Ulli: I'm not as resolute on winning as I used to be. Now it's more about the pleasure of playing together and learning from one another. I still get nervous when I sit on the bench as the coach and I still prefer to win than to lose, but it's more relaxed and with a smile on my face. This sense of calm also crosses over to my players.  

Sabine: You mentioned that yoga has played a role in your career as physical therapist and has helped you to overcome trying situations as well. Do you apply yoga when working with your patients? 

Ulli: Yoga plays a very large role. I only give my patients exercises that connect with breathing. Thai massage is kind of a lazy form of yoga, but nevertheless, it only works when breathing is involved. The same applies to fascia mobilization. Here a careful focus on the respiratory rhythms of the body will facilitate treatment. At the same time, yoga has taught me to find my own center through my breath, and to be mindful without being energetically burdened or overly absorbed in myself. Yoga gives me the necessary foundation to help people every day and to support them. It creates a distinct connection between the heart and the mind. 

Sabine: Speaking of Thai massage, you trained directly in Thailand for this. Do you think there are any differences between the approach in Germany versus in Thailand? In particular with regard to the holistic aspect? 

Ulli: In Germany you memorize all of the theory first, because you are afraid of doing something wrong. In reality, the better approach is to sit and discuss solutions for a few hours without really understanding anything. In Thailand I learned full-body massage techniques, then meridians, names of acupressure points, as well as anatomy and physiology. To my mind, even those who have studies to be doctors have first learned a trade. In Thailand, I first needed to develop a feel for what I was doing and a sense of personal responsibility. If I work attentively, my actions are careful. Additionally, advanced students are integrated in training beginners right away which helps to reinforce the knowledge you have learned.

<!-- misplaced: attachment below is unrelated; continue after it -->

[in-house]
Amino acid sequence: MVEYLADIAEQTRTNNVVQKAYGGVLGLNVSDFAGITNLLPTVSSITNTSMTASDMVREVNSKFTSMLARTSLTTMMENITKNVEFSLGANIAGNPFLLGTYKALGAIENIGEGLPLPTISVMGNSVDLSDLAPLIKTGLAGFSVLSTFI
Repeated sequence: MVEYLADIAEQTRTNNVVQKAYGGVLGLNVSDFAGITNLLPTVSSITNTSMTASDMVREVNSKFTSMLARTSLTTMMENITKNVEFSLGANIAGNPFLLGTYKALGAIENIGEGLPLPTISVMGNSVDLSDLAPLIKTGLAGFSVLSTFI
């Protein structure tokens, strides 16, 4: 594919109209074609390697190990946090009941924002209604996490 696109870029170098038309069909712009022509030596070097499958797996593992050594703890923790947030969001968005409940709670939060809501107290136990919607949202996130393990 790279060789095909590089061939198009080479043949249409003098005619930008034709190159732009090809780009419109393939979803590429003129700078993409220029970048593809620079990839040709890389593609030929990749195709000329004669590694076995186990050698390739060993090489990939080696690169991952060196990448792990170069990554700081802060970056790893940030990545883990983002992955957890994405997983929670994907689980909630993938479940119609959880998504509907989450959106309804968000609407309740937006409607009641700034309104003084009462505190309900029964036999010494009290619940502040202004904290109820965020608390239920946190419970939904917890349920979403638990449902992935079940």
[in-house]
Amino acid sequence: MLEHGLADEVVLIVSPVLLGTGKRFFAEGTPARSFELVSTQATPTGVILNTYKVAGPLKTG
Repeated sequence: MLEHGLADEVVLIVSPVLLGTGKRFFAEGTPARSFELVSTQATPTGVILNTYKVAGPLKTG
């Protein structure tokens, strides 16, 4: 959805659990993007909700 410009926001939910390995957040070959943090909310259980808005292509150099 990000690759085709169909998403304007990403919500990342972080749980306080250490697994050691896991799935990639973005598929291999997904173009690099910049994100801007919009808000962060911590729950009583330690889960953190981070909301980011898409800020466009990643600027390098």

The basis of any treatment in Thailand is to respect the other person as a divine creature. It is a very high honor to be able to touch another human being. The treatment is first and foremost a spiritual and energetic act. The same applies to the responsibilities of a yoga teacher. In this way, it is very easy to connect the two disciplines. 

Sabine: As a physical therapist with many years of experience, you know a lot about anatomy such as muscle groups or the interaction among joints. Here there is probably very little new for you. Why are the MTCs still exciting for you as a PT?

Ulli: The MTCs allow me to actively question what I have learned as a PT. So far, everything I have learned through AYI has worked and appears scientifically sound. As an athlete, I have done a lot of things simply because that is how I was taught to do it. AT the MTCs I can practice myself and learn how my own body reacts to adjustments and alignment and explore the beauty of connecting movement, posture and breathing. In every MTC I add a new building block which I could add-on, change, renew or expand my 'yoga house'. Each time I make a bit more progress. 

Sabine: That is great to hear! Let's think to the last play of the game - do you have any questions for Ronald or the AYI® Team? 

Ulli: What do I do when the training is over? 

Sabine: I believe I can give you the answer to this one right away. Participate regularly in the annual Expert Convention, what else? Thank you so much for your time and your personal insight with regard to your work and your yoga journey.